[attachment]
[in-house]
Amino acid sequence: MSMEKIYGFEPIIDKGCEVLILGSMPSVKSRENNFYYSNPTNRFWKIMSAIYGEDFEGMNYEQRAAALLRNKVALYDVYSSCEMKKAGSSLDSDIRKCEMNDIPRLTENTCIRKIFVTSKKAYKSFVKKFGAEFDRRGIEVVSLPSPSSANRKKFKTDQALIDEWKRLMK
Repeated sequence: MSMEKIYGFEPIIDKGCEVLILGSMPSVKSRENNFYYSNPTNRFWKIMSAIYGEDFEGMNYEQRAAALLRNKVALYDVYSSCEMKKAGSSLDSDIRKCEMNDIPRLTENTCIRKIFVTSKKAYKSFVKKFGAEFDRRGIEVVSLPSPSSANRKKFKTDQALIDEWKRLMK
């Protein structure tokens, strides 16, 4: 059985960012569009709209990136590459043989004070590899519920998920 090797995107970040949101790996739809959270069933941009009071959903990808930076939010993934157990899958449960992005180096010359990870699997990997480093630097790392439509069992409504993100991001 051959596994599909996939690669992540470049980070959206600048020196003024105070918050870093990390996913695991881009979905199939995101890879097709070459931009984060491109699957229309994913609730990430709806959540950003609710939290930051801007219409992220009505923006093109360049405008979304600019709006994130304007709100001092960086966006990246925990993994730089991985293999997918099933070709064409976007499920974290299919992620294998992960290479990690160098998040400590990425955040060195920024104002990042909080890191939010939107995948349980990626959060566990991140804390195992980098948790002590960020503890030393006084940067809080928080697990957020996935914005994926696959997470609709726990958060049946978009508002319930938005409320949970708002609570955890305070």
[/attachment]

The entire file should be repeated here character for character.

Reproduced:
[in-house]
Amino acid sequence: MSMEKIYGFEPIIDKGCEVLILGSMPSVKSRENNFYYSNPTNRFWKIMSAIYGEDFEGMNYEQRAAALLRNKVALYDVYSSCEMKKAGSSLDSDIRKCEMNDIPRLTENTCIRKIFVTSKKAYKSFVKKFGAEFDRRGIEVVSLPSPSSANRKKFKTDQALIDEWKRLMK
Repeated sequence: MSMEKIYGFEPIIDKGCEVLILGSMPSVKSRENNFYYSNPTNRFWKIMSAIYGEDFEGMNYEQRAAALLRNKVALYDVYSSCEMKKAGSSLDSDIRKCEMNDIPRLTENTCIRKIFVTSKKAYKSFVKKFGAEFDRRGIEVVSLPSPSSANRKKFKTDQALIDEWKRLMK
């Protein structure tokens, strides 16, 4: 059985960012569009709209990136590459043989004070590899519920998920 090797995107970040949101790996739809959270069933941009009071959903990808930076939010993934157990899958449960992005180096010359990870699997990997480093630097790392439509069992409504993100991001 051959596994599909996939690669992540470049980070959206600048020196003024105070918050870093990390996913695991881009979905199939995101890879097709070459931009984060491109699957229309994913609730990430709806959540950003609710939290930051801007219409992220009505923006093109360049405008979304600019709006994130304007709100001092960086966006990246925990993994730089991985293999997918099933070709064409976007499920974290299919992620294998992960290479990690160098998040400590990425955040060195920024104002990042909080890191939010939107995948349980990626959060566990991140804390195992980098948790002590960020503890030393006084940067809080928080697990957020996935914005994926696959997470609709726990958060049946978009508002319930938005409320949970708002609570955890305070």